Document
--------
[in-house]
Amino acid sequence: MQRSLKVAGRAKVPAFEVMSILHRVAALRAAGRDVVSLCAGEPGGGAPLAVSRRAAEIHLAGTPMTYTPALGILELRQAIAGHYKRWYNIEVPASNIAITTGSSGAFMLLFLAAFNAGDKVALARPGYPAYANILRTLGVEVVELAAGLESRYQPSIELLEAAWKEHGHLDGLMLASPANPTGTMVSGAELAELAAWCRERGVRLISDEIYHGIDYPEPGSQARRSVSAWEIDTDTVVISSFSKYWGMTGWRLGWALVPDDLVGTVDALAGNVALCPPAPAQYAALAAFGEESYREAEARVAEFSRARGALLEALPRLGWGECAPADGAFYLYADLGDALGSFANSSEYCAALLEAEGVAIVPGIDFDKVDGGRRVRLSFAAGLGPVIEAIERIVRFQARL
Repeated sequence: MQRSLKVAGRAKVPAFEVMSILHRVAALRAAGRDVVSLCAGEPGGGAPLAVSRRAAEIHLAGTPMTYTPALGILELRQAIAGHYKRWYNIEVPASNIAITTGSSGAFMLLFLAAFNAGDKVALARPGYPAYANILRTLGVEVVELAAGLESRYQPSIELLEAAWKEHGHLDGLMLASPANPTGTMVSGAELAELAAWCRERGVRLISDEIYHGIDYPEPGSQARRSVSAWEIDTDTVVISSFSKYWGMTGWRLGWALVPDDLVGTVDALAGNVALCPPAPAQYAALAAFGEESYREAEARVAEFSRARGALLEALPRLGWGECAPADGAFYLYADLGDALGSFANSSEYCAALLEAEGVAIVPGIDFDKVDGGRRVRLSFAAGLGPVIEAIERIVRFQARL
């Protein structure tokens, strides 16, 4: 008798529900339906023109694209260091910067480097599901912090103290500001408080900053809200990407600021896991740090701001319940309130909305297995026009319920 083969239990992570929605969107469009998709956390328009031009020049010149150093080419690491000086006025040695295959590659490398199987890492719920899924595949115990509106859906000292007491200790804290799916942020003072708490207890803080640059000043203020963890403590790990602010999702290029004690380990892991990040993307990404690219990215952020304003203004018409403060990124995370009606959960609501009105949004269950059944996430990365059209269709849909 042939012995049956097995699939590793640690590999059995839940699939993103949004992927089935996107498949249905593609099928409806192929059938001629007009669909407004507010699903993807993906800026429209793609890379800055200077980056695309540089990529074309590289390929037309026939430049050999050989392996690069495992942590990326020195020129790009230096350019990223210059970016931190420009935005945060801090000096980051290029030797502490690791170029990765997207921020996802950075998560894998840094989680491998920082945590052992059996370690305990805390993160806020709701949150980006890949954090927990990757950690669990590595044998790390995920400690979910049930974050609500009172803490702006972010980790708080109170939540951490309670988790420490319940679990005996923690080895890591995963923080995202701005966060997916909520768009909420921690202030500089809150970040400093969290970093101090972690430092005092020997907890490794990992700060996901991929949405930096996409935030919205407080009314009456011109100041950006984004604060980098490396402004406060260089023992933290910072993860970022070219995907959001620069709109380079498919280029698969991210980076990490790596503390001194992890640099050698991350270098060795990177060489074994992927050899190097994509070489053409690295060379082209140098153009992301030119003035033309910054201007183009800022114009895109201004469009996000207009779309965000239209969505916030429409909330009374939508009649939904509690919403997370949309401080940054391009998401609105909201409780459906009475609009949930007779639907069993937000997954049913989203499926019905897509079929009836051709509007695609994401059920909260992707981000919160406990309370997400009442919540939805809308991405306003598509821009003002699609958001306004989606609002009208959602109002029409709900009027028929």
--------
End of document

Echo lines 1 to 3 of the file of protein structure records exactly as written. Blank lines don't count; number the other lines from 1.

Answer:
[in-house]
Amino acid sequence: MQRSLKVAGRAKVPAFEVMSILHRVAALRAAGRDVVSLCAGEPGGGAPLAVSRRAAEIHLAGTPMTYTPALGILELRQAIAGHYKRWYNIEVPASNIAITTGSSGAFMLLFLAAFNAGDKVALARPGYPAYANILRTLGVEVVELAAGLESRYQPSIELLEAAWKEHGHLDGLMLASPANPTGTMVSGAELAELAAWCRERGVRLISDEIYHGIDYPEPGSQARRSVSAWEIDTDTVVISSFSKYWGMTGWRLGWALVPDDLVGTVDALAGNVALCPPAPAQYAALAAFGEESYREAEARVAEFSRARGALLEALPRLGWGECAPADGAFYLYADLGDALGSFANSSEYCAALLEAEGVAIVPGIDFDKVDGGRRVRLSFAAGLGPVIEAIERIVRFQARL
Repeated sequence: MQRSLKVAGRAKVPAFEVMSILHRVAALRAAGRDVVSLCAGEPGGGAPLAVSRRAAEIHLAGTPMTYTPALGILELRQAIAGHYKRWYNIEVPASNIAITTGSSGAFMLLFLAAFNAGDKVALARPGYPAYANILRTLGVEVVELAAGLESRYQPSIELLEAAWKEHGHLDGLMLASPANPTGTMVSGAELAELAAWCRERGVRLISDEIYHGIDYPEPGSQARRSVSAWEIDTDTVVISSFSKYWGMTGWRLGWALVPDDLVGTVDALAGNVALCPPAPAQYAALAAFGEESYREAEARVAEFSRARGALLEALPRLGWGECAPADGAFYLYADLGDALGSFANSSEYCAALLEAEGVAIVPGIDFDKVDGGRRVRLSFAAGLGPVIEAIERIVRFQARL